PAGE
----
U2's manager Paul McGuinness 'set to step down after 34 years'
The manager of Irish rock band U2 is reportedly set to step down from his role after 34 years.
Paul McGuinness has managed the band's business affairs since 1979. He also set up the company, Principle Management, which is based in Dublin.
The New York Times has reported that the concert company, Live Nation, has entered talks with Mr McGuinness to buy the firm.
It said Madonna's manager, Guy Oseary, is set to take over as U2 manager.
The paper quoted Mr McGuinness as having said: "It could be seen as slightly poor etiquette for a manager to consider retiring before his artist has split, quit or died, but U2 have never subscribed to the rock 'n' roll code of conduct.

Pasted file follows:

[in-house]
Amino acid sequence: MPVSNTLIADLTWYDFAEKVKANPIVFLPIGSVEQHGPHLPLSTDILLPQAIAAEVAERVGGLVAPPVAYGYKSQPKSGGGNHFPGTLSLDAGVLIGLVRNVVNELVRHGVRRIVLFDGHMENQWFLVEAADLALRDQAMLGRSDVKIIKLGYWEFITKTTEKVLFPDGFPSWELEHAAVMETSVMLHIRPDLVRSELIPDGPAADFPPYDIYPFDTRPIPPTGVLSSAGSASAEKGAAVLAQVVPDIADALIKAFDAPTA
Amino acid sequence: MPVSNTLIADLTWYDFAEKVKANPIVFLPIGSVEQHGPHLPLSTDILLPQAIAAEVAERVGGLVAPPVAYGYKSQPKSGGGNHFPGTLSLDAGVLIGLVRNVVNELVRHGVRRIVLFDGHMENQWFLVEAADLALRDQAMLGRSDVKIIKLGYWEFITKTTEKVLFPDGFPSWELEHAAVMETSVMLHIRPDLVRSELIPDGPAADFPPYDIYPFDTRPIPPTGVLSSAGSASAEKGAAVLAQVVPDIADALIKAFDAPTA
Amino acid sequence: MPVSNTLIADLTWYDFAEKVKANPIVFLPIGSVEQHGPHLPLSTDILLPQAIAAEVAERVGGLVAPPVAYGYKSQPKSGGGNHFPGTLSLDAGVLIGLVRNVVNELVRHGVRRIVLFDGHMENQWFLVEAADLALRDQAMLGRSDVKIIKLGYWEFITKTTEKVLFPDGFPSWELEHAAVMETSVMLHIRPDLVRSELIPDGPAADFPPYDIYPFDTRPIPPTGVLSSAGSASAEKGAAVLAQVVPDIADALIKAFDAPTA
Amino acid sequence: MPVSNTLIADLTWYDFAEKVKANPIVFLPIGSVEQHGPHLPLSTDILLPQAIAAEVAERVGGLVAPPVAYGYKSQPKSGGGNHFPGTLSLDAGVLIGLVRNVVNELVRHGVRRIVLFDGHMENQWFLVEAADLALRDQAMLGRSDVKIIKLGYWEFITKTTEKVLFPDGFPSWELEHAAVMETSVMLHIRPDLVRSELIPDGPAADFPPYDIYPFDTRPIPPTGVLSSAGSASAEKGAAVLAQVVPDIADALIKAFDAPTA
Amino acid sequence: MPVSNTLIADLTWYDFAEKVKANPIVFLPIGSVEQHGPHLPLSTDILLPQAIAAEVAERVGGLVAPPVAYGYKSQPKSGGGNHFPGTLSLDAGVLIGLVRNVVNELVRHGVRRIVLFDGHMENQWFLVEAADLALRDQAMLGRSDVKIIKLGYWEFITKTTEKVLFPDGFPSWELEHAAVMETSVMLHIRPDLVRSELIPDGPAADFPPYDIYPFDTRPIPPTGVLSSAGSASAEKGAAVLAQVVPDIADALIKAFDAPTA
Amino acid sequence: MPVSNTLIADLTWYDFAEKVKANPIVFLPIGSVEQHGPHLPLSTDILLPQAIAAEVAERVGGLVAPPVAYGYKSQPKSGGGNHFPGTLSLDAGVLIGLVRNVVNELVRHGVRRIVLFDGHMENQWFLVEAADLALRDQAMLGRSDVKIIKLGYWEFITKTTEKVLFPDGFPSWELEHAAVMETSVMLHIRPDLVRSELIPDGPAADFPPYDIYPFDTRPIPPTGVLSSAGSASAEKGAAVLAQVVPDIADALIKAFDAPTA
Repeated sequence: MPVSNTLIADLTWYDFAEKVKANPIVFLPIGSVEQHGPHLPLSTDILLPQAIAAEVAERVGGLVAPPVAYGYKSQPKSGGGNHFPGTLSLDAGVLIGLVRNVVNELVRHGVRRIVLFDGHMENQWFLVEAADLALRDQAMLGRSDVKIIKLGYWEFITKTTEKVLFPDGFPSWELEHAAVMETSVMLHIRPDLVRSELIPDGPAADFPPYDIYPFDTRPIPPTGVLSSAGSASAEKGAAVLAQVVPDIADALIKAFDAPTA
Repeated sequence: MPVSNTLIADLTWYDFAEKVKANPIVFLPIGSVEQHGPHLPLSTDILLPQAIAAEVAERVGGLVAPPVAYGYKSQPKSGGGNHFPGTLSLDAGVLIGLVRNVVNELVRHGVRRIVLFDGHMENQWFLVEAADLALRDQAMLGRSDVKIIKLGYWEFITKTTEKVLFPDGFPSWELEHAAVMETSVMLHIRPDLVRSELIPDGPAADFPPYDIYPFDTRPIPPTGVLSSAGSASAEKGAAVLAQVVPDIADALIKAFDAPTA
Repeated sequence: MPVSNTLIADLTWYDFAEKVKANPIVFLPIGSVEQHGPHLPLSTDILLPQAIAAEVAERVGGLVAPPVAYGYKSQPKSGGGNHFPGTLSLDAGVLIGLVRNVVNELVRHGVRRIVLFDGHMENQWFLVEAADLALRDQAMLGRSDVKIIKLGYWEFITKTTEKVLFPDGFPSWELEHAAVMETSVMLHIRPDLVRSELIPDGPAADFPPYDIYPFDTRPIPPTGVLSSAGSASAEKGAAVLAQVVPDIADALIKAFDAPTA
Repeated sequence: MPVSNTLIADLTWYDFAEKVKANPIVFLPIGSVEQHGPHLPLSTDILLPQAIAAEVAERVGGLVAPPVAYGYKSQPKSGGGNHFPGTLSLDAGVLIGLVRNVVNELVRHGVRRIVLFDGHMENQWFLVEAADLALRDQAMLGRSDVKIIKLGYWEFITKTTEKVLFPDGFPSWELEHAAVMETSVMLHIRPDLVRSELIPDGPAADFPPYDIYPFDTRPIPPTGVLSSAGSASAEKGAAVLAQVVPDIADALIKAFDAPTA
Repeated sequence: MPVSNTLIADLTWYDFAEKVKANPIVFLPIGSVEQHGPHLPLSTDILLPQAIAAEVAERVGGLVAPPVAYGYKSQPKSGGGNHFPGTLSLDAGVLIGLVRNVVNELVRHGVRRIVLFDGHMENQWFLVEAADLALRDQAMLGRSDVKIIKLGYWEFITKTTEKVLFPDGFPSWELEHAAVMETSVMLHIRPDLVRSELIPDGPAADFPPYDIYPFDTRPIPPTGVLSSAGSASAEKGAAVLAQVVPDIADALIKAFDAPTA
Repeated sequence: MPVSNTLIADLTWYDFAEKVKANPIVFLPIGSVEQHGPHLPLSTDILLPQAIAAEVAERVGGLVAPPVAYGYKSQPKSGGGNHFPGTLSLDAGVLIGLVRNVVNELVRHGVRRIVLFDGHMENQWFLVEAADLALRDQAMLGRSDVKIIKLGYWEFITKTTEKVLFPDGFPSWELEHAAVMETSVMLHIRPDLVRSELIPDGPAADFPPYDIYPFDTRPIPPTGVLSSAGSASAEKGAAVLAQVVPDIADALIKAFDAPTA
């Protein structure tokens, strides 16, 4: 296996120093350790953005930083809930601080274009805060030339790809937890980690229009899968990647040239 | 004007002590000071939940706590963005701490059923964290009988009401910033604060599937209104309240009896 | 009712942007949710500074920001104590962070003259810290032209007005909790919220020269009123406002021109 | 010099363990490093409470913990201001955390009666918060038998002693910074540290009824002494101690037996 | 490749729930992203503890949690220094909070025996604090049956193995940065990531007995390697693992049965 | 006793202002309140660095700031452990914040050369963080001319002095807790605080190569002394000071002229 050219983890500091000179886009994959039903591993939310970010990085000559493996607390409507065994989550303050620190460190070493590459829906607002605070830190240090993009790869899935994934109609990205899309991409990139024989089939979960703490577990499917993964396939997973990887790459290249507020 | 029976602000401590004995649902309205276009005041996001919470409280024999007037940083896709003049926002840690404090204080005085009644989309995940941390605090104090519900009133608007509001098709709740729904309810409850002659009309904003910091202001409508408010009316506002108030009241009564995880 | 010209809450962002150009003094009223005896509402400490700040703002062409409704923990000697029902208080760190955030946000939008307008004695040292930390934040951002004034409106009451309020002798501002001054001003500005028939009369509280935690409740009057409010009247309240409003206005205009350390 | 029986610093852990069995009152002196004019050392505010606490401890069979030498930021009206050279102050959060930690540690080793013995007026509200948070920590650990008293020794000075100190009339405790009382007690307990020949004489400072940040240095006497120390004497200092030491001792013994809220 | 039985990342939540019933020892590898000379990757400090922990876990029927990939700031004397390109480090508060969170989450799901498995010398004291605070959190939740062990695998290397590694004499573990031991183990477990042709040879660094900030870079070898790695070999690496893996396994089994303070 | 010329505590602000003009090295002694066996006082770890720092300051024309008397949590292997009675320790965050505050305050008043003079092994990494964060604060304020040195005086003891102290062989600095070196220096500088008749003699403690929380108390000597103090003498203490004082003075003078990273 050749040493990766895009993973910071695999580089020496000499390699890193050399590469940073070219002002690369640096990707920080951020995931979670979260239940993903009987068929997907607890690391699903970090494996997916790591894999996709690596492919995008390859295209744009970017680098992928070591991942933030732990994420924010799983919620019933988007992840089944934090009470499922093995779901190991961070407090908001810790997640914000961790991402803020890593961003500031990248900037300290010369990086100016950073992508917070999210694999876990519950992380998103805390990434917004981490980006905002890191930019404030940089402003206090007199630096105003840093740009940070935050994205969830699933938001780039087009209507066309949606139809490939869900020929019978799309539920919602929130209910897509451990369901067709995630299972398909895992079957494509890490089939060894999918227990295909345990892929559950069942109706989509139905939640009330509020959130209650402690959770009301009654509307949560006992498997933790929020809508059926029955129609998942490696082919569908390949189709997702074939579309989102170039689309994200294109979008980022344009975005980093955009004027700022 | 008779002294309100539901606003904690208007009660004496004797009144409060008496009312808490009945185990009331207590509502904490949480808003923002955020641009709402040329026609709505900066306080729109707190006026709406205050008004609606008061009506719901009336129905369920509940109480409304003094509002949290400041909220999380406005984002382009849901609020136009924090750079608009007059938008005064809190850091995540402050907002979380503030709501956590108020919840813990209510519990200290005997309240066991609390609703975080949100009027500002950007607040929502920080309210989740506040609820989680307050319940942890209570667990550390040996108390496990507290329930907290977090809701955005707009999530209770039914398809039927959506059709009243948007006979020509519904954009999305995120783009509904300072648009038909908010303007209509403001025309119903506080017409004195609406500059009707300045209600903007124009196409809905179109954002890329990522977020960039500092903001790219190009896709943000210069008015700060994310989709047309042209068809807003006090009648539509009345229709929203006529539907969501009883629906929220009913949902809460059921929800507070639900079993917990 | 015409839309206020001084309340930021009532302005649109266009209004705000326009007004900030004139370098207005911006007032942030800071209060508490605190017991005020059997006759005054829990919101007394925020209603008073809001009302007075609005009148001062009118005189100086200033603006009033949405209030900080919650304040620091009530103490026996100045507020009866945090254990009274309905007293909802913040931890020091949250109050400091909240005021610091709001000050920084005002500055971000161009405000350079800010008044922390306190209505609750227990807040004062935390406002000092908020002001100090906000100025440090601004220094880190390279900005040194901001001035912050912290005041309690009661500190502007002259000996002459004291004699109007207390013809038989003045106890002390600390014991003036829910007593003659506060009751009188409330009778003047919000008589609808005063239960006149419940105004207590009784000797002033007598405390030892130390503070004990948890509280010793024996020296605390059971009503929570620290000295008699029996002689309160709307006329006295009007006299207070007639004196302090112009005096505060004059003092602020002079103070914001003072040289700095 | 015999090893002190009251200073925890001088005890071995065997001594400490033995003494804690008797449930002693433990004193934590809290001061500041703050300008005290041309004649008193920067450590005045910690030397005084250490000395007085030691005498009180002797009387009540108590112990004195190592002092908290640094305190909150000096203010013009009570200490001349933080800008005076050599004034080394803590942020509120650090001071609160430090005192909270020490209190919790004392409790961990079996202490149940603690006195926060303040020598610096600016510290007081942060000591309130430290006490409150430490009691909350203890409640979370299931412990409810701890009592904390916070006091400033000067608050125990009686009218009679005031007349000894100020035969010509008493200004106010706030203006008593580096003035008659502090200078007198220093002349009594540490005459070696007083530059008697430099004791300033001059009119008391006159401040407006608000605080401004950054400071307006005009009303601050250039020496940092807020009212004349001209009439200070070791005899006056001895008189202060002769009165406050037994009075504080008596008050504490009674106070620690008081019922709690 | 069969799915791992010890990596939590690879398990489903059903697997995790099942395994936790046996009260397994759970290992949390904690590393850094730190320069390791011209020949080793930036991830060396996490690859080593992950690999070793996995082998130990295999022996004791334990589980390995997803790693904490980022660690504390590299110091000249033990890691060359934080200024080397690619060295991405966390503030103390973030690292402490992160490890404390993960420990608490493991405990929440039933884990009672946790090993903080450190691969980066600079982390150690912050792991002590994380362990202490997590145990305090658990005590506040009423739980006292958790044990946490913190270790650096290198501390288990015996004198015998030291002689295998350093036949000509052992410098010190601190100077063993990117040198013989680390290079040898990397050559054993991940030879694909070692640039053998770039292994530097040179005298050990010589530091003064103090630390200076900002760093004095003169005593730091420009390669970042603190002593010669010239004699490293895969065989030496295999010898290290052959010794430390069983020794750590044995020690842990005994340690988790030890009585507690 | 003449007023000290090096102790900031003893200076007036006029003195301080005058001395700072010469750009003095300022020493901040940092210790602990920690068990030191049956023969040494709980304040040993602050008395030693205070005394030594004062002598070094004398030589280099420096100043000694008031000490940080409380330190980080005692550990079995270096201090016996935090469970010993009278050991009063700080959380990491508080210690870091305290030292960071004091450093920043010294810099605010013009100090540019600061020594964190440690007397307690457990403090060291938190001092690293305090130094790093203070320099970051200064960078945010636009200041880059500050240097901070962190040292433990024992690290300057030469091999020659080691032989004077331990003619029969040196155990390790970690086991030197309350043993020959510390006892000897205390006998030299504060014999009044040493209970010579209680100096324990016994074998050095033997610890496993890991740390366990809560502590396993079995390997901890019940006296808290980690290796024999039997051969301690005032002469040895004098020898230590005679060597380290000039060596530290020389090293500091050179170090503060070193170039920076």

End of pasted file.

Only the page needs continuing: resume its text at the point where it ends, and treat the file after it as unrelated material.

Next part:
"As I approach the musically relevant age of 64 I have resolved to take a less hands-on role as the band embarks on the next cycle of their extraordinary career."
He added: "I have long regarded Guy Oseary as the best manager of his generation, and there is no one else I would have considered to take over the day-to-day running of our business."
When contacted by the BBC on Tuesday, the London-based public relations firm representing Mr McGuinness said he would not be making any further comment on the story.
The band formed in 1976 after meeting at secondary school in Dublin and went on sell millions of records worldwide throughout their 37-year career.
Mr McGuinness, who is about 10 years older than the four band members, is reportedly paid 20% of U2's earnings.
Lead singer Bono has repeatedly described their long-time manager as the "fifth member of U2".